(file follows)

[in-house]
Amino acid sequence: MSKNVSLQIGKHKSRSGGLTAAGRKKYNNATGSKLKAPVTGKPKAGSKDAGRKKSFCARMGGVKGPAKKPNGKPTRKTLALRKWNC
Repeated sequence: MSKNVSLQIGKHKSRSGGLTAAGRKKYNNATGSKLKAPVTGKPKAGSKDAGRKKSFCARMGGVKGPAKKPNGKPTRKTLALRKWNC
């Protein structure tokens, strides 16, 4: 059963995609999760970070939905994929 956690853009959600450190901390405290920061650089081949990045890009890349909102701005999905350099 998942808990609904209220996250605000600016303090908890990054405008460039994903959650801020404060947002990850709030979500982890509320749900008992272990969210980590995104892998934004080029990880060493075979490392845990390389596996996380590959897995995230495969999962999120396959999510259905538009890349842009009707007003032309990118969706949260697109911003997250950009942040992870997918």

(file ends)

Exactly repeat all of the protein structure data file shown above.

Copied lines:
[in-house]
Amino acid sequence: MSKNVSLQIGKHKSRSGGLTAAGRKKYNNATGSKLKAPVTGKPKAGSKDAGRKKSFCARMGGVKGPAKKPNGKPTRKTLALRKWNC
Repeated sequence: MSKNVSLQIGKHKSRSGGLTAAGRKKYNNATGSKLKAPVTGKPKAGSKDAGRKKSFCARMGGVKGPAKKPNGKPTRKTLALRKWNC
């Protein structure tokens, strides 16, 4: 059963995609999760970070939905994929 956690853009959600450190901390405290920061650089081949990045890009890349909102701005999905350099 998942808990609904209220996250605000600016303090908890990054405008460039994903959650801020404060947002990850709030979500982890509320749900008992272990969210980590995104892998934004080029990880060493075979490392845990390389596996996380590959897995995230495969999962999120396959999510259905538009890349842009009707007003032309990118969706949260697109911003997250950009942040992870997918």